Members of Mexico’s National Farmer’s Confederation (CNC) announced last week that they are forming a “common front” against the agreement signed last month between Mexico and the United States on sharing the Colorado River’s water.
The agreement allows Mexico to store water in Lake Mead reservoir, on the US side of the border, while the United States will be able to purchase the water that is conserved through improvements to Mexico’s canals and other storage infrastructure.
In total, US states will spend approximately $10 million USD to repair Mexican infrastructure, for which they will receive 123 million cubic meters of water.
CNC municipal leader Francisco Porras Medrano called on agricultural producers in the area to unite to defend their water, saying that agreement is damaging to their interests.
He also called on the government to protect producers.
“The sale of the resource for five years will cause an impact on the economic activity of residents of the Mexicali valley, because there are farmers and communities who need it,” he said.
“Water is our only heritage, and the government is meddling with it -- we demand that they take their hands off it.”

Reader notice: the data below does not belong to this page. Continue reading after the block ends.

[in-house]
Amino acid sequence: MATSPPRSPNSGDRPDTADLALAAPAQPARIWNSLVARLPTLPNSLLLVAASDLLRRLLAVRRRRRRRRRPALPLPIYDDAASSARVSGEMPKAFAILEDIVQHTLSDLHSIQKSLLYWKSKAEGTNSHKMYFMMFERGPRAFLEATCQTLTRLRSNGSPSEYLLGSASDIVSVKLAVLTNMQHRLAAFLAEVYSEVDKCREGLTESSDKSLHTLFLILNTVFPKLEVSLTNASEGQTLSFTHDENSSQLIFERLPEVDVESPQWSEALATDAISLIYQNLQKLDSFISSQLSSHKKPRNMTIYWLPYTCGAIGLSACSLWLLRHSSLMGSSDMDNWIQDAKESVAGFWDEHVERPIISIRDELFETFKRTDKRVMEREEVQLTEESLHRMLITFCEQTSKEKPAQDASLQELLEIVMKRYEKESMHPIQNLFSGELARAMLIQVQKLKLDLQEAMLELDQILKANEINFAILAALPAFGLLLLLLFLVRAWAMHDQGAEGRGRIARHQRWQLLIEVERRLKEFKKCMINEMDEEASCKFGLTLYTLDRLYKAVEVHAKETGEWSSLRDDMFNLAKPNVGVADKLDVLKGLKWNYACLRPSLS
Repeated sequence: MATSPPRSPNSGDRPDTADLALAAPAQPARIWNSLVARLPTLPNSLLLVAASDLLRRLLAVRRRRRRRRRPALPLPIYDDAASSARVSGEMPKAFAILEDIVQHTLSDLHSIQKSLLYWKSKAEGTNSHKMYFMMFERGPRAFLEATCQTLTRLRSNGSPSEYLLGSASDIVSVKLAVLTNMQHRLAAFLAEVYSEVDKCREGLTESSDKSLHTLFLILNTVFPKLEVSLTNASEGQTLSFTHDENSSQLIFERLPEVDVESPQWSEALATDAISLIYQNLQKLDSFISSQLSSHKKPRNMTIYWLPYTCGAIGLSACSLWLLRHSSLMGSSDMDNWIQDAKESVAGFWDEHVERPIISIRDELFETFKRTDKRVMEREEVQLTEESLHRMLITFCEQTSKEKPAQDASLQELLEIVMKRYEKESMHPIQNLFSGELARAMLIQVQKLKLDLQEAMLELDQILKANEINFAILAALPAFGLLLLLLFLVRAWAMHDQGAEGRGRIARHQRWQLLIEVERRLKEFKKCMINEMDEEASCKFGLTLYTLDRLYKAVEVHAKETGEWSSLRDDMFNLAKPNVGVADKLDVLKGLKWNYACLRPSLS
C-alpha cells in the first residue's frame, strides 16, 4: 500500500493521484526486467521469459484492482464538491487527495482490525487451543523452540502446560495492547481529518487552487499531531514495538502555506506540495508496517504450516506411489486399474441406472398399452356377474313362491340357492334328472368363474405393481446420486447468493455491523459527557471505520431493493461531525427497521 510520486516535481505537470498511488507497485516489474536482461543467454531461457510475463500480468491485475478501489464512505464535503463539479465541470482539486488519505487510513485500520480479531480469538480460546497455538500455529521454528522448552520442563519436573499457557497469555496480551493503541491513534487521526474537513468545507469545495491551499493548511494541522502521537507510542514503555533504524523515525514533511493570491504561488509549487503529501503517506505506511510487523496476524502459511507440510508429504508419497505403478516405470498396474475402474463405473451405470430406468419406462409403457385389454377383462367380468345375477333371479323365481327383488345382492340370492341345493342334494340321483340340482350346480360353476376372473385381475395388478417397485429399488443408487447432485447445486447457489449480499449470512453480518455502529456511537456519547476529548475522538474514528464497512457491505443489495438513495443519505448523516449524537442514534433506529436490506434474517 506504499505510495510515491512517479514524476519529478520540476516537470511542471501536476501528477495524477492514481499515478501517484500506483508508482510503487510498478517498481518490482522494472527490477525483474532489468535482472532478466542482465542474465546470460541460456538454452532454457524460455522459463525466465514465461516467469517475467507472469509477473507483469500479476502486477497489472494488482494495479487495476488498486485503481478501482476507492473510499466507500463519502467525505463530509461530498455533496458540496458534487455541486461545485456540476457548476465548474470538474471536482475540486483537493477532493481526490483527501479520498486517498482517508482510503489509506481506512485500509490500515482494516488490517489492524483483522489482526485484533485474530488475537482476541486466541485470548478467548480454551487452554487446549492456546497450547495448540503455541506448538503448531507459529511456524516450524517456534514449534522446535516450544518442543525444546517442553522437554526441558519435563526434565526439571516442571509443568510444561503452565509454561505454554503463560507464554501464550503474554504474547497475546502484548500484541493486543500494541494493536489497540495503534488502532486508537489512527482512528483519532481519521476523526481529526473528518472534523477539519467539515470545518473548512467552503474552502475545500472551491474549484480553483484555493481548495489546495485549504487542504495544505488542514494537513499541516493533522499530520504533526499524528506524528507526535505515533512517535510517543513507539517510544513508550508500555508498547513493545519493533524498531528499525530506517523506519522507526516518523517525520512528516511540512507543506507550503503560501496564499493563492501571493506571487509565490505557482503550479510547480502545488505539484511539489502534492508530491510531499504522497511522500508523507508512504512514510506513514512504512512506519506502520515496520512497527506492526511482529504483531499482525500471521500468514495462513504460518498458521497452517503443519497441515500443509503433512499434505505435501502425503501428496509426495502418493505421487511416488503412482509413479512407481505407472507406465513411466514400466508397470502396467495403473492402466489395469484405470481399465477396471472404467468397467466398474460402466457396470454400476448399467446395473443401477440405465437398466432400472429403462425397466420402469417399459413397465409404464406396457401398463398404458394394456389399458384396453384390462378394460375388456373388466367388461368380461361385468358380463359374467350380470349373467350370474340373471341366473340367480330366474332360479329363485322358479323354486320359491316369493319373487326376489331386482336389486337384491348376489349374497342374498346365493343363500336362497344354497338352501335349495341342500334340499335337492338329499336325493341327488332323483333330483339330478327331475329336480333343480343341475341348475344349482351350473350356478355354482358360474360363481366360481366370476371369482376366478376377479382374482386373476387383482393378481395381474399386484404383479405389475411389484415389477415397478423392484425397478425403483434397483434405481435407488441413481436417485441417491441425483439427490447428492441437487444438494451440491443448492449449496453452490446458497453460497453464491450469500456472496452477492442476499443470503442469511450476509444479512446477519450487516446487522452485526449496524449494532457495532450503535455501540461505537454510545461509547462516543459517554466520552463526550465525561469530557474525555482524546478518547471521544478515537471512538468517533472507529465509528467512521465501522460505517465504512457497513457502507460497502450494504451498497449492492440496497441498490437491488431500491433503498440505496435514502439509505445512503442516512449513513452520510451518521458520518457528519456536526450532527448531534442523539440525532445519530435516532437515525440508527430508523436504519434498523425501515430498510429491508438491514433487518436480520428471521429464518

Porras Medrano claimed the country was “acting servile” toward the Americans because of “external interests.”
His group was meeting with Alfonso Garzón, chairman of the Committee on Agriculture, Livestock, Fisheries and Port Affairs of the Legislature. In addition, Federal Deputy Benjamín Castillo Valdez, who is also the state leader of the CNC, is raising the issue in the lower house of Congress, said Porras Medrano.
Residents of northern Mexico fear they will lose 350 million cubic meters of the 1.85 billion cubic meters that are delivered annually to Baja California North, La Voz de la Frontera newspaper reported.
The “Grupo Patria” organization is calling on incoming President Enrique Peña Nieto and Baja California Governor José Guadalupe Osuna Millán to initiate bilateral dialogue and find water solutions that do not harm the border area.
The CNC also called for an assessment of the aquifer in the Mexicali Valley, and in for more work, attention and money for producers in Baja California.